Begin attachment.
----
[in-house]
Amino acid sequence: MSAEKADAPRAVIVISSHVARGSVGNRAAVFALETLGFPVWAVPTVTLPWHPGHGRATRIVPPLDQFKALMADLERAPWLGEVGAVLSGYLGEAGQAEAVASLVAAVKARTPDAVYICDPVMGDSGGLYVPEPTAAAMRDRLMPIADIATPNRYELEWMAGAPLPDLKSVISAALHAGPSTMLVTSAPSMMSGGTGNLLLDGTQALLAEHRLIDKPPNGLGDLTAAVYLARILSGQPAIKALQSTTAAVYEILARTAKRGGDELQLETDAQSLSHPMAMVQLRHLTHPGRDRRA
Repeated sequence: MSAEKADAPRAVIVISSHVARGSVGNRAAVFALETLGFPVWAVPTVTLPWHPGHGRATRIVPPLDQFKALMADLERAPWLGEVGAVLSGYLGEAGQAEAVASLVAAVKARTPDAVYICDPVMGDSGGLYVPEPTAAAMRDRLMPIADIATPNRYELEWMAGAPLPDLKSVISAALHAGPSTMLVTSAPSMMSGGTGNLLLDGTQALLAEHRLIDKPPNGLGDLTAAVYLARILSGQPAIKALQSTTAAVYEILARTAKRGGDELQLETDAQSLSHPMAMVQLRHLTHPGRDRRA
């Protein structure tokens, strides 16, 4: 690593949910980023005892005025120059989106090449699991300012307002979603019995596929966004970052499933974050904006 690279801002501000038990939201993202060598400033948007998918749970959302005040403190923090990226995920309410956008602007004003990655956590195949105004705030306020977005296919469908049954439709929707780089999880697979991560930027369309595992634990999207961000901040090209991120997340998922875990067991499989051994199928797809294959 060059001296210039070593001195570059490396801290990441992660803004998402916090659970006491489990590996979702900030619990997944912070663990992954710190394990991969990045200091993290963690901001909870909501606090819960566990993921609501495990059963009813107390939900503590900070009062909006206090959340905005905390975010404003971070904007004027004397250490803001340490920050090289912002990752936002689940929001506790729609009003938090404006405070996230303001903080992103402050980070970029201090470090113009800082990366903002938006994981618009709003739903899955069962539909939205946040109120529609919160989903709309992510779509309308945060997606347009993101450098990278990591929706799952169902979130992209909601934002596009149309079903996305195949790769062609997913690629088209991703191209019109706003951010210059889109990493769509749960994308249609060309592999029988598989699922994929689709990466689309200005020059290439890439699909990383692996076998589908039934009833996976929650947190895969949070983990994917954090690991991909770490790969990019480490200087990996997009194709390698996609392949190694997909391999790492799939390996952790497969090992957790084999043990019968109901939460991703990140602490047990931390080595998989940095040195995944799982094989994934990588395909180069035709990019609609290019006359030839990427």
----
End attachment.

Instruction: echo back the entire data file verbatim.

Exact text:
[in-house]
Amino acid sequence: MSAEKADAPRAVIVISSHVARGSVGNRAAVFALETLGFPVWAVPTVTLPWHPGHGRATRIVPPLDQFKALMADLERAPWLGEVGAVLSGYLGEAGQAEAVASLVAAVKARTPDAVYICDPVMGDSGGLYVPEPTAAAMRDRLMPIADIATPNRYELEWMAGAPLPDLKSVISAALHAGPSTMLVTSAPSMMSGGTGNLLLDGTQALLAEHRLIDKPPNGLGDLTAAVYLARILSGQPAIKALQSTTAAVYEILARTAKRGGDELQLETDAQSLSHPMAMVQLRHLTHPGRDRRA
Repeated sequence: MSAEKADAPRAVIVISSHVARGSVGNRAAVFALETLGFPVWAVPTVTLPWHPGHGRATRIVPPLDQFKALMADLERAPWLGEVGAVLSGYLGEAGQAEAVASLVAAVKARTPDAVYICDPVMGDSGGLYVPEPTAAAMRDRLMPIADIATPNRYELEWMAGAPLPDLKSVISAALHAGPSTMLVTSAPSMMSGGTGNLLLDGTQALLAEHRLIDKPPNGLGDLTAAVYLARILSGQPAIKALQSTTAAVYEILARTAKRGGDELQLETDAQSLSHPMAMVQLRHLTHPGRDRRA
């Protein structure tokens, strides 16, 4: 690593949910980023005892005025120059989106090449699991300012307002979603019995596929966004970052499933974050904006 690279801002501000038990939201993202060598400033948007998918749970959302005040403190923090990226995920309410956008602007004003990655956590195949105004705030306020977005296919469908049954439709929707780089999880697979991560930027369309595992634990999207961000901040090209991120997340998922875990067991499989051994199928797809294959 060059001296210039070593001195570059490396801290990441992660803004998402916090659970006491489990590996979702900030619990997944912070663990992954710190394990991969990045200091993290963690901001909870909501606090819960566990993921609501495990059963009813107390939900503590900070009062909006206090959340905005905390975010404003971070904007004027004397250490803001340490920050090289912002990752936002689940929001506790729609009003938090404006405070996230303001903080992103402050980070970029201090470090113009800082990366903002938006994981618009709003739903899955069962539909939205946040109120529609919160989903709309992510779509309308945060997606347009993101450098990278990591929706799952169902979130992209909601934002596009149309079903996305195949790769062609997913690629088209991703191209019109706003951010210059889109990493769509749960994308249609060309592999029988598989699922994929689709990466689309200005020059290439890439699909990383692996076998589908039934009833996976929650947190895969949070983990994917954090690991991909770490790969990019480490200087990996997009194709390698996609392949190694997909391999790492799939390996952790497969090992957790084999043990019968109901939460991703990140602490047990931390080595998989940095040195995944799982094989994934990588395909180069035709990019609609290019006359030839990427």